Ahh December, Making the rounds of various holiday parties, events, friend get togethers and family gatherings. Also full of food and drink. And usually lots of it. It can be a challenge trying to figure out what wine pairs best with Christmas day dinner, what cocktail to have and when to serve what drink. My MO is usually to bring my favourite French wine and I don’t really think much beyond that. So When I saw that Le Boutique Del Vino’s wine course, Christmas Crushers which offered suggestions on what to drink and what to pair, I convinced some of my wine club to come with http://www.piazzadenardi.com/chefs-dinner-wine-tasting-events-calendar
The course was exactly what we all needed! 6 tastings ranging from champagne (yes actual champagne not a sparking) to white to lighter reds to stronger reds to a white port. And the advice was somewhat surprising albeit very practical. For instance, champagne is often used for celebration, no surprise there but recommending small boutique producers as an affordable option was so helpful!! As well they recommended not saving your big, amazing wine for Christmas (@benton8tor and I have definitely done this) because you will lose the wine. Instead they recommend saving the wine for a time when it can be the star and use the holiday dinner for a different wine. And I was caught off guard when they said no pinot noir. Again it made sense as they recommended paring with the other dinner items like stuffing, potatoes and vegetables. Again made perfect sense. He suggested wines from Spain, South Africa or South America. Panic started to set in for me. What about France? I thought. Luckily he told me a southern Rhone would be perfect and I calmed down. Our table was divided, one half of us loved the Italian red from Tuscany, the white port, champers, blue cheese and fig. The other half loved the red from Australia, the white and the cheese with cherries. We are perfectly matched. Boutique del Vino at Piazza Di Nardi offers wine courses every 2 weeks and the courses are always fabulous. It is a great opportunity to find out more about wine.Also i bought the white port and @benton8tor loved it so much so he was ready to throw away years of tradition of drinking Sherry on Christmas for his new best friend white port.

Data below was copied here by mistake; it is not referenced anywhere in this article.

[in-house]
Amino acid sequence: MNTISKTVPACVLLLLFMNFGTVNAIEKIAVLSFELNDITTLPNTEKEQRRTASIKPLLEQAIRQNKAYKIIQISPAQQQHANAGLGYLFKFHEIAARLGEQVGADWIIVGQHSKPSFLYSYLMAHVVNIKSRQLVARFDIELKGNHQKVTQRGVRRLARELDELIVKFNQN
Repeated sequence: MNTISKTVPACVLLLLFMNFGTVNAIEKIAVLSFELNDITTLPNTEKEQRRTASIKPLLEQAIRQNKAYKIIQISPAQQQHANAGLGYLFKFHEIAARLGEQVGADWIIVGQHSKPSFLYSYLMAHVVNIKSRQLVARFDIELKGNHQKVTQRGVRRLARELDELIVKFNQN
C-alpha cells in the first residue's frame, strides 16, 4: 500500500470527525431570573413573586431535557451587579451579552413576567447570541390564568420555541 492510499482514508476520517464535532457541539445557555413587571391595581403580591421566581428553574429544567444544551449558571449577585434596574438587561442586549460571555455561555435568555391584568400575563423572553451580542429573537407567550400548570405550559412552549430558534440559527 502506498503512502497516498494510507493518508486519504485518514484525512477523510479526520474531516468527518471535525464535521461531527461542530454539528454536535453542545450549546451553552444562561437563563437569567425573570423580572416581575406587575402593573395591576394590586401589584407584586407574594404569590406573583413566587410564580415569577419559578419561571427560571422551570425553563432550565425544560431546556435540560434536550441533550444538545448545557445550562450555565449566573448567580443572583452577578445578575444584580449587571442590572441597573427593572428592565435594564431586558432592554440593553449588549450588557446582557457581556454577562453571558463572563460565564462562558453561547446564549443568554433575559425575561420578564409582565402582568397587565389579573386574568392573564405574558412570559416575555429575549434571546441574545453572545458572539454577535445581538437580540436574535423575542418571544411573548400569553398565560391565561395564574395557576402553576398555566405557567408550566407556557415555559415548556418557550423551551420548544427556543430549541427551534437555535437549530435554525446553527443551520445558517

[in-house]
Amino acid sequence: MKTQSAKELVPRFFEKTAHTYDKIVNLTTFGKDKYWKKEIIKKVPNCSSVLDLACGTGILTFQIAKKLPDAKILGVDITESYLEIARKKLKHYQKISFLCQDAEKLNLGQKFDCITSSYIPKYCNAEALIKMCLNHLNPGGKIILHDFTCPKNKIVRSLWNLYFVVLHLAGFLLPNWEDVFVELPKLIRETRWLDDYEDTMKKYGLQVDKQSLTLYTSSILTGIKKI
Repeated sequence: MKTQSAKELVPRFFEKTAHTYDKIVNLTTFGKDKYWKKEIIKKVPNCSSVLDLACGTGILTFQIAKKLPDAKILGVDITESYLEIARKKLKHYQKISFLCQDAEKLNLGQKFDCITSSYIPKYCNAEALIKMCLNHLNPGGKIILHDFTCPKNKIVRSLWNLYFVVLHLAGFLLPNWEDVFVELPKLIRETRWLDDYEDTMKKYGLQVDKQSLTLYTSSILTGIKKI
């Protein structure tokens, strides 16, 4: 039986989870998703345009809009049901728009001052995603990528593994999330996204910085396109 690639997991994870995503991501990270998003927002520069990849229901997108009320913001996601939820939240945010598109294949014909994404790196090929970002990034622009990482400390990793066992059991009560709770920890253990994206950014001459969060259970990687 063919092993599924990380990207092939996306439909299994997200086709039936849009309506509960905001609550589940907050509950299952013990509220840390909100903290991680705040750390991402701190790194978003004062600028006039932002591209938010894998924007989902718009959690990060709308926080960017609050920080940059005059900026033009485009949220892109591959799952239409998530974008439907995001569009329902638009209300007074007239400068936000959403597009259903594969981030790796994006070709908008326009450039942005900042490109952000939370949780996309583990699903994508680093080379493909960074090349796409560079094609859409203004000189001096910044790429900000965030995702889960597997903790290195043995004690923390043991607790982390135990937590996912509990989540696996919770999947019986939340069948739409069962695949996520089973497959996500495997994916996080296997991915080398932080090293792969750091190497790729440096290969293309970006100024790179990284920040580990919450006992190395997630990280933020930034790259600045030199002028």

OK, I had wine covered but what about cocktails? Well I decided to head over to Capital K, a new Manitoba craft distiller and currently the only craft distiller in Manitoba. http://www.capitalkdistillery.com/ Turns out distilling is quite intense and expensive. Capital K offer tours and tastings in their brand new facility. Here I got the helpful tips of the difference between top shelf and bottom shelf liquor.
Turns out bottom shelf liquor usually contains more methane which is a rougher drink and contributes to hangovers easier. Also rough liquors are usually paired with high sugar and that can be a headache worthy combo. Capital K is a whole other blog post but suffice to say they use local Manitoba products as much as possible including wheat and other grains. They also infuse with fresh products like Manitoba strawberries and rhubarb and in the case of dill pickle vodka, cucumber, dill and horseradish (not pickle juice). We bough the vodkas infused with strawberry and rhubarb, dill pickle, and espresso. We immediately had the dill pickle vodka in a Caesar and it the freshest Caesar I have ever enjoyed.
The season can be a demand on time and energy and often I fell like I need vacation when it is over. In fact many of my friends have started doing just that. Instead of buying presents they simply go away, relax and recharge. That isn’t an option for everyone so whether is is claiming a night or 2 for your self with wine and popcorn, going away for a weekend with wine, cheese and cold meats or a full fledged vacation, just take the time t relax and enjoy your favourite flavours. As for me, well its time to crack open that champers.